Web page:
history type things, quite cool
May 25, 2019 4:14 AM   Subscribe

 
My favorite version of this is the "singerie" in Dutch paintings from the late 1500s and early 1600s, which are full of paintings of monkeys from Indonesia and that region (lots of macaques), South American monkeys (Suriname) and monkeys from West and Central Africa - including some very close relatives of the monkeys I study (most notably, the Roloway monkey!). It is, of course, all related to colonialism. There was apparently a Dutch colony ("Dutch Gold Coast") in what is today Ghana. Today, Roloway monkeys are only found in Cote d'Ivoire east of a specific river and isolated pockets in Western Ghana. Presumably in the 1600s, somebody in the Dutch Gold Coast captured a Roloway monkey, and a spot nosed guenon, and a Campbell's monkey, and a whole bunch of other monkeys, and brought them to the Netherlands. I assume somebody taxidermied them when they died, because the same monkeys seem to show up over and over.

Someday when I'm resting on my laurels as a tenured professor, I'd like to actually take up the question of provenance of all these singerie monkeys. The Louvre's website calls the monkeys in the painting Two Monkeys Stealing Fruit" capuchin monkeys, which they are not - one is a Roloway monkey, and the other is probably a Campbell's monkey.
posted by ChuraChura at 4:56 AM on May 25 [37 favorites]


I just had an epiphany about the societal relevance of your specialized work, ChuraChura. Wow, imagine the implications when mapping old skool trade routes based on monkey population distributions.
posted by hugbucket at 5:27 AM on May 25 [1 favorite]


I think he’s missed the point of globalization. Things that are valuable *because* they’re foreign are just souvenirs. Globalization means removing the cachet of "foreign" entirely.

(Or maybe not, but that’s how I’ve always thought of it)
posted by Tell Me No Lies at 6:06 AM on May 25 [5 favorites]


International trade goes way further back:
Glass beads link King Tutankhamun and Bronze Age Nordic women
I think the point of the article is that there was never a "pure" national state, here as shown in art, but there are obviously tons of other examples. This may seem obvious to many mefites, but unfortunately there are ethno-nationalists all over the world these days, who worship the imagined purity of nations and regions.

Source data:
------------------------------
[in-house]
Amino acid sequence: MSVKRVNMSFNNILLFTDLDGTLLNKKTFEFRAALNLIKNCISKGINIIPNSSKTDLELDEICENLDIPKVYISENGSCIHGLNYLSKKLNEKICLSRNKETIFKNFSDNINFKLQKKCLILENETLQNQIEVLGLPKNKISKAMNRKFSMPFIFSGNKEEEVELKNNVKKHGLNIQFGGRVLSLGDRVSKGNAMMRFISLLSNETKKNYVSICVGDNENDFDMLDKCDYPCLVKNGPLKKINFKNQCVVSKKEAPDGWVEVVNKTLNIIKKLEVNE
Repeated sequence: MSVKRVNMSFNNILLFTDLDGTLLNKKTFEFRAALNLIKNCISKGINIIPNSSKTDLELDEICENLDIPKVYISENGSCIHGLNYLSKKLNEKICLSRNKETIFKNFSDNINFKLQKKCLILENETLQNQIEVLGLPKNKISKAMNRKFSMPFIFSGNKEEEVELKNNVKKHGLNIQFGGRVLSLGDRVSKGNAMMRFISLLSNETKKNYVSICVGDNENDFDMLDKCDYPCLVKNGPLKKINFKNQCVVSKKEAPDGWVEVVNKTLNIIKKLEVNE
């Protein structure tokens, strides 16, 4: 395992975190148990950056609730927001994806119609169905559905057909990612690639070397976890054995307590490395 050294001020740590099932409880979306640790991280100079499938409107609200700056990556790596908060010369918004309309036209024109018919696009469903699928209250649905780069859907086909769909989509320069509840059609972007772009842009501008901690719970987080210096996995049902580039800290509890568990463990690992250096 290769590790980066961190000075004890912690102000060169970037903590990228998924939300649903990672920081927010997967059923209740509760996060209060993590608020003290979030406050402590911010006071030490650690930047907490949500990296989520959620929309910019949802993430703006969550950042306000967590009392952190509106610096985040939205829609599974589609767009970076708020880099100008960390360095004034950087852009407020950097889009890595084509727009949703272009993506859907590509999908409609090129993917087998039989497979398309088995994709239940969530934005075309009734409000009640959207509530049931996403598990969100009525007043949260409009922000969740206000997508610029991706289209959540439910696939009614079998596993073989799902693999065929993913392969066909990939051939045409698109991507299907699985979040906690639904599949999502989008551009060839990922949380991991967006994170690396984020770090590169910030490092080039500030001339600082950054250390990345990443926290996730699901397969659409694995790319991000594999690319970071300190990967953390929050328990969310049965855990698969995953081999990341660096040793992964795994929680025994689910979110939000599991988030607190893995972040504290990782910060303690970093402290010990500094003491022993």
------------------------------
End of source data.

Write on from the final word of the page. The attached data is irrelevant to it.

posted by mumimor at 6:13 AM on May 25 [11 favorites]


You see it in furniture too. Most of the surviving European (or at least British) furniture prior to this era is coffers, large table and throne like chairs...stuff that was owned by the "head of the house". It seems like more personal furniture, like a chest of drawers, was a Chinese idea and to fluctuating degree, has followed and re-interpreted Chinese styles. You see tons of examples from the late 1600s onward.

If you look at the engravings from this era too, the wider world was selling point... exotic plants and animals, strange foreign costumes and architecture, grotesque tortures, disfigurements, ...and tons of porny stuff masquerading as classical art.
posted by bonobothegreat at 8:48 AM on May 25 [2 favorites]


I thought this was going to be about the Starbucks cup you can see next to one of the peasants in "The Harvesters".
posted by betweenthebars at 8:57 AM on May 25 [4 favorites]


So this comes up, in a roundabout way, in the most recent episode of Trashfuture. The discussion was about Jeff Bezos talking abut how humanity can just expand to SPACE and have “dynamism” in what was clearly just half remembered episodes of The Jetsons and the guest pointed out this is just what Europe has been doing since about the 1500s, the burgeoning capitalist class expanded rapidly by using the cheap land, cheap resources, cheap and or exploited labor of the frontier and colonies and also strip out the luxury objects of the places raided. Every time there’s been a conflict from coming up against a hard limit or pushed against a wall the response is to just find another frontier or new class of people to exploit.

We’re in “late capitalism” now because there are no new frontiers and the hard limit we’re up against is the ability if the planet to sustain human life so, much like his WW1 was the colonial violence of the fringes and edge of empire coming home, the exploitation and asset-stripping is happening internally and increasingly rapidly and the only thing the masters of the world, the people benefiting the most from this system can imagine is moving outward, into a total fantasy of endless exploitable resources and growth where their dreams of seastedding are even dumber cause there’s no oxygen, because that’s less of a threat to their way if life.
posted by The Whelk at 9:44 AM on May 25 [19 favorites]


Am I the only one who can’t load the page at all without disabling content blockers? I’m afraid the world of advertising is increasingly hosting the content using the same CDNs as the ads. So... not going to read it, even though I wanted to.
posted by caution live frogs at 10:51 AM on May 25


"I think he’s missed the point of globalization. Things that are valuable *because* they’re foreign are just souvenirs. Globalization means removing the cachet of "foreign" entirely.

(Or maybe not, but that’s how I’ve always thought of it)
"

No, that's not the point of globalization, especially not in these contexts. Globalization is kinda complicated, but the barest definition is the most self-evident: Internationalizing contact, culture and trade. It's basically the opposite of parochialism, isolationism and nationalism.

In this context, it's heavily bound up with colonialism, exoticism and orientalism, the latter two involving significant value to be added by the perception of resources expended in distribution and unequal access — that an object is especially valuable because its distance from origin (either physically, culturally or semantically) makes it a more exclusive possession.